Researchers Find Why Different Cancers Are Caused By Identical Mutations
HEIDELBERG, Germany — Researchers have recently demonstrated that cells originating from separate organs of the body are susceptible differentially to activating mutations in the drivers of cancer. The same cells lead to fundamentally different outcomes when the mutation occurs in the precursor of the pancreas or the bile duct.
Published in the journal named Cancer Discovery, the findings were conducted by the German Cancer Consortium (DKTK), the Technical University of Munich (TUM), and the University Medical Center Gottingen.
For the first time, the team discovered that tissue-specific genetic interactions are the main reasons behind the differential susceptibility of the biliary and the pancreatic epithelium towards transformation by oncogenes.
An oncogene is a gene that has the potential to cause cancer. In tumor cells, these genes are often mutated or expressed at high levels.
The new findings could guide more precise therapeutic decision-making. There have been no major improvements in the treatment of pancreatic and biliary tract cancer in the past decades, and no effective targeted therapies are available to date.
“The situation for patients with pancreatic and extrahepatic bile duct cancer is still very depressing with approximately only 10 percent of patients surviving five years,” said Dieter Saur, German Cancer Consortium Professor for Translational Cancer Research at Technical University of Munich’s university hospital Klinikum Rechts der Isar.
German Cancer Consortium is a consortium centered around the German Cancer Research Center (DKFZ) in Heidelberg, which has long-term collaborative partnerships with specialist oncological centers at universities across Germany.
“To discover novel therapeutic strategies that improve the prognosis of these patients, it is essential to understand the fundamental genetic networks and interactions that drive these tumors in a tissue-specific fashion. This will allow highly precise molecular interventions in the future,” Saur said.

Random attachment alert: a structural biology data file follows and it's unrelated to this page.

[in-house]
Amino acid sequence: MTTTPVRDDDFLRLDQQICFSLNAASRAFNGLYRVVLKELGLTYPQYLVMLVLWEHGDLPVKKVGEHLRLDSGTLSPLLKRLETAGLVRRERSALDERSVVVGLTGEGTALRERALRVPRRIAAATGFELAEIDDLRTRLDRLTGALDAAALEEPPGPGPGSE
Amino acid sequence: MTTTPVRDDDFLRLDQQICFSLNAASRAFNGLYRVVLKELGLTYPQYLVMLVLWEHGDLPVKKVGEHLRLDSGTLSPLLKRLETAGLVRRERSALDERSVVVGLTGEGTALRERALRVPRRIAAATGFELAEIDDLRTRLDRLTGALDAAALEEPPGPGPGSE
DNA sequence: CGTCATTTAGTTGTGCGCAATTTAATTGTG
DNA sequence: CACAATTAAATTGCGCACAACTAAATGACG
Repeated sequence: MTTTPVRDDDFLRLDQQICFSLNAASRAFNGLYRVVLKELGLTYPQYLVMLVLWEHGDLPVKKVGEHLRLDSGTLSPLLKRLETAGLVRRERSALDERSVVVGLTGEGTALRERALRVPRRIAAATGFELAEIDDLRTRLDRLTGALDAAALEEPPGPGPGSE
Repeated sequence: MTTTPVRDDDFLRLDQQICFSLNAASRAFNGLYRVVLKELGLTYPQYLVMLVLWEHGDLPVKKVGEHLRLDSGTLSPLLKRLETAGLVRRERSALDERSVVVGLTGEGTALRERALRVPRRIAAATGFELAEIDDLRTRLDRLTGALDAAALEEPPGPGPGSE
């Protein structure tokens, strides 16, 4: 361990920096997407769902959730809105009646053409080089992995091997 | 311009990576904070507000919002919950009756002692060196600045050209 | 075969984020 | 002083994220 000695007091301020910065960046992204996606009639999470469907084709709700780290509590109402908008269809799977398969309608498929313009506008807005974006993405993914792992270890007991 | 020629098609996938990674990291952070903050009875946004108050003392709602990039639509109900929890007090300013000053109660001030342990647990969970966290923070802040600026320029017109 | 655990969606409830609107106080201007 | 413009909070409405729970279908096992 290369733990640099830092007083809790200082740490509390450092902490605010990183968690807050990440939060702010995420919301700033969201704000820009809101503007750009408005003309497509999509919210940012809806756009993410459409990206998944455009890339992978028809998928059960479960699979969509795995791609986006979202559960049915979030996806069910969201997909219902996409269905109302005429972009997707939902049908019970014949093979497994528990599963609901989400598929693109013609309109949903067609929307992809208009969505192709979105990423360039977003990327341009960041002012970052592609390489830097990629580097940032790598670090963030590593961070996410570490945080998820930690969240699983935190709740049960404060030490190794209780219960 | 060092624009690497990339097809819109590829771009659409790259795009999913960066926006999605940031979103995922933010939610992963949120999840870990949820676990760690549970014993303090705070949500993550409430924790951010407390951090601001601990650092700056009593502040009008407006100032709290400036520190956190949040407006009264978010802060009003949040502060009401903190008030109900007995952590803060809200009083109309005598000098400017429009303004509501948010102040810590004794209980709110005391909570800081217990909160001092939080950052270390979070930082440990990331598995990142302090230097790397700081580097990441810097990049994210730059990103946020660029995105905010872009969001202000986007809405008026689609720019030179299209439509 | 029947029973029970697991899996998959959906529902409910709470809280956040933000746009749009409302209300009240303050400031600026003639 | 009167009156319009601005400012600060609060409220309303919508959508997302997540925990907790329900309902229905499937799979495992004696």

The research team looked at the development of biliary tract and pancreatic cancer in mice, replacing the normal “oncogenes” PIK3CA and KRAS with a version containing a mutation identical with that in human cancers.
Expression of these oncogenes in the common precursor cells of the extrahepatic bile duct and the pancreas led to very different outcomes. Mice with the mutated PI3K gene developed mostly biliary tract cancer, while mice with the mutated KRAS gene instead developed exclusively pancreatic cancer.
This was unexpected because both genes are mutated in both human cancer types. Subsequent analyses discovered the fundamental genetic processes underlying the differential sensitivity of the different tissue types towards oncogenic transformation.
“Our results are an important step toward solving one of the biggest mysteries in oncology: Why do alterations of certain genes cause cancer only in specific organs?” said Chiara Falcomata, the first author of the new publication.
“Our studies in mice revealed how genes co-operate to cause cancer in different organs. We identified main players, the order in which they occur during tumor progression, and the molecular processes how they turn normal cells into threatening cancers. Such processes are potential targets for new treatments”.
In the mice, the team uncovered a stepwise process of genetic alterations, which drive the development of these cancer types. Some cooperating genetic events over-activated the PI3K signaling pathway, making them cancerous. Others disrupt regulators proteins, inactivating their ability to suppress cancer progression.
“Understanding the genetic interactions in different cancer types will guide more precise therapeutic decision-making in the future,” said Gunter Schneider, professor for Translational Cancer Research at the University Medical Center Gottingen.
“Our ability to engineer specific genetic alterations in mice allows us to study the function of cancer genes and to model specific cancer subtypes. Such mouse models are also invaluable for testing anti-cancer drugs before using them in clinical trials”.
“What we showed is that the function of an oncogene is different depending on the tissue type and what other genes are altered,” said Roland Rad, professor at the Technical University of Munich and a German Cancer Consortium researcher.
“These oncogenes need to hijack the intrinsic signaling network of a specific tissue to allow cancer development. Interestingly, such networks exist only in specific tissue types, making them susceptible for cancer development.”
These findings have important implications for therapeutic interventions.
“The concept that multiple tissue-specific genetic interactions drive cancer progression demonstrates that no single gene can predict the responsiveness of cancer to a particular therapy,” said Saur.
“It is key to mechanistically understand the tissue-specific determinants of therapeutic response and resistance to get precision medicine to the next level.”
Cancer was responsible for around 149 deaths per 100,000 population in the United States in 2018, as per reports. The death rate for cancer has steadily decreased since the 1990s, but cancer still remains the second leading cause of death in the U.S.
The deadliest type of cancer for both men and women is cancer of the lung and bronchus which will account for an estimated 88,900 deaths among men alone in 2021.
(With inputs from ANI)
(Edited by Amrita Das and Ritaban Misra)